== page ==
My graphic novel feeding frenzy continues: today I picked up (fresh from the Depository) the first five volumes of the critically acclaimed Love and Rockets and--via the magic of Interlibrary Loan--the seventh installment of Brian Bendis' Powers series, which inverts the classic superhero comic by viewing it from the perspective of a police procedural drama. Fantastic stuff. All of this after devouring all eleven volumes of Transmetropolitan, Warren Ellis' cult classic detailing the ongoing crusade of gonzo journalist Spider Jerusalem as he searches for the Truth in a futuristic New York City gone mad. Some fault Ellis for his over-the-top style, but I have to admit that the relentlessly dark satire grew on me as I read my way deeper and deeper into the series. And who can fault a hero whose favorite line is: "A paranoid is simply someone in possession of all the facts"?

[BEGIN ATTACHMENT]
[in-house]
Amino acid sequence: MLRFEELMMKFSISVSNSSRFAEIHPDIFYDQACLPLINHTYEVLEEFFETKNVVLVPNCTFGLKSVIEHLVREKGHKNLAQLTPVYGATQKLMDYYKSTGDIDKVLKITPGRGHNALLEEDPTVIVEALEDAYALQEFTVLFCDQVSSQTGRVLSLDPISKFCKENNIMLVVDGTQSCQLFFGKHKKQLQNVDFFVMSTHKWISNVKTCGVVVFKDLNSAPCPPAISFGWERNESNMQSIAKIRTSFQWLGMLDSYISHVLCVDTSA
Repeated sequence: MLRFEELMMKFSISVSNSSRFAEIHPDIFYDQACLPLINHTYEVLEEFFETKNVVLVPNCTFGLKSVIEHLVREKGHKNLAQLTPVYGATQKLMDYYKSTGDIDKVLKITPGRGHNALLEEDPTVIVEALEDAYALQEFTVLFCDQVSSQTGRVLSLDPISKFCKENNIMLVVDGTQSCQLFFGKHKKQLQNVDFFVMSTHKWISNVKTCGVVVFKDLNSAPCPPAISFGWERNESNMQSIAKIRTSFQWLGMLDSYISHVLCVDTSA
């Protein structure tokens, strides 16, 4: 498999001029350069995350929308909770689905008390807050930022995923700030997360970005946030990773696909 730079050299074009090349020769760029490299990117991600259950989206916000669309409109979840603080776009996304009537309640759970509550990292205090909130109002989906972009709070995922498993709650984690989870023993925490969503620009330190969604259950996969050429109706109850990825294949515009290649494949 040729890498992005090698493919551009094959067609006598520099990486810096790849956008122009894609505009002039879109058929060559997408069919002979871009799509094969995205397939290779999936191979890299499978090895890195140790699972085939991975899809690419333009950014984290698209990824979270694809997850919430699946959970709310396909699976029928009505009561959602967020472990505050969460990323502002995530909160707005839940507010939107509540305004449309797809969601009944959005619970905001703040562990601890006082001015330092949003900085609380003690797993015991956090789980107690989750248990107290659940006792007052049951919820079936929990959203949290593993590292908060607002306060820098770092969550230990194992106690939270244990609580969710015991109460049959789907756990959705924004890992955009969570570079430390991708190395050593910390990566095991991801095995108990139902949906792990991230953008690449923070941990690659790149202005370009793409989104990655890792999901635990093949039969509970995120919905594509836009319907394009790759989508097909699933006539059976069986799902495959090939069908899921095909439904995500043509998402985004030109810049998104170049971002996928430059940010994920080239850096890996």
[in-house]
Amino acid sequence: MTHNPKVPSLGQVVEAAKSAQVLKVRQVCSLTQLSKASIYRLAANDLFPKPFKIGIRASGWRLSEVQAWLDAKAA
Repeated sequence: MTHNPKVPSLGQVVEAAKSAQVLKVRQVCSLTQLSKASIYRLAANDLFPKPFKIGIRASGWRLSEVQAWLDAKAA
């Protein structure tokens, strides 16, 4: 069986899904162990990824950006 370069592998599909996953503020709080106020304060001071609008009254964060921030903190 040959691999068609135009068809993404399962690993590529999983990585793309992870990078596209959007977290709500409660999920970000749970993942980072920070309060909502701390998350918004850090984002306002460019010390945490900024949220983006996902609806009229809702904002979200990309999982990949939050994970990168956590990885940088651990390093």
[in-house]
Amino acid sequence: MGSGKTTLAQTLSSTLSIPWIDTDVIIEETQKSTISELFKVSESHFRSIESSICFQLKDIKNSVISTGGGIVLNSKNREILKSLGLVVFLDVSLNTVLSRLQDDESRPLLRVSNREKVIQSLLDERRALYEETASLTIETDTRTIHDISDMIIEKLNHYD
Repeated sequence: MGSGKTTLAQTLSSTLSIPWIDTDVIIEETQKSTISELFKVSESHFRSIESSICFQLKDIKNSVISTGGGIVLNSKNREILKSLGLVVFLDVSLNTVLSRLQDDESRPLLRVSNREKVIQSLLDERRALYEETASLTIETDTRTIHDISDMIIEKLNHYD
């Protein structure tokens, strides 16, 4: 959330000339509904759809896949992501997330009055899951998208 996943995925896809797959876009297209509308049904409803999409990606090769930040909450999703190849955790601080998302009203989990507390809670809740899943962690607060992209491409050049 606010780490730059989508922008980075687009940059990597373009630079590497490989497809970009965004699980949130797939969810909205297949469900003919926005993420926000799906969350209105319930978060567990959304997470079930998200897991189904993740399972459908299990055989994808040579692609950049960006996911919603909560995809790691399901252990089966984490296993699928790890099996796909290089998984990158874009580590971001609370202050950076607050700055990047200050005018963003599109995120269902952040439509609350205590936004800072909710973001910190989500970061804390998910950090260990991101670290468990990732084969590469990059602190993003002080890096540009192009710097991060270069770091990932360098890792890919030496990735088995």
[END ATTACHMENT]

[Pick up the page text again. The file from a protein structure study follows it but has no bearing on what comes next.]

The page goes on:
I despair of the day when I've exhausted Widener's supply of comics, but I think I've a ways to go before that happens. Every few weeks I'll stumble across another hidden vein of graphic novel goodness secreted away at the Depository. Take for instance the DC Comics Archive editions--collections of many classic titles stretching back to the 1940's, including a series of madcap Batman/Superman team-ups that are nothing like the dark antagonism envisioned by latter-day writers.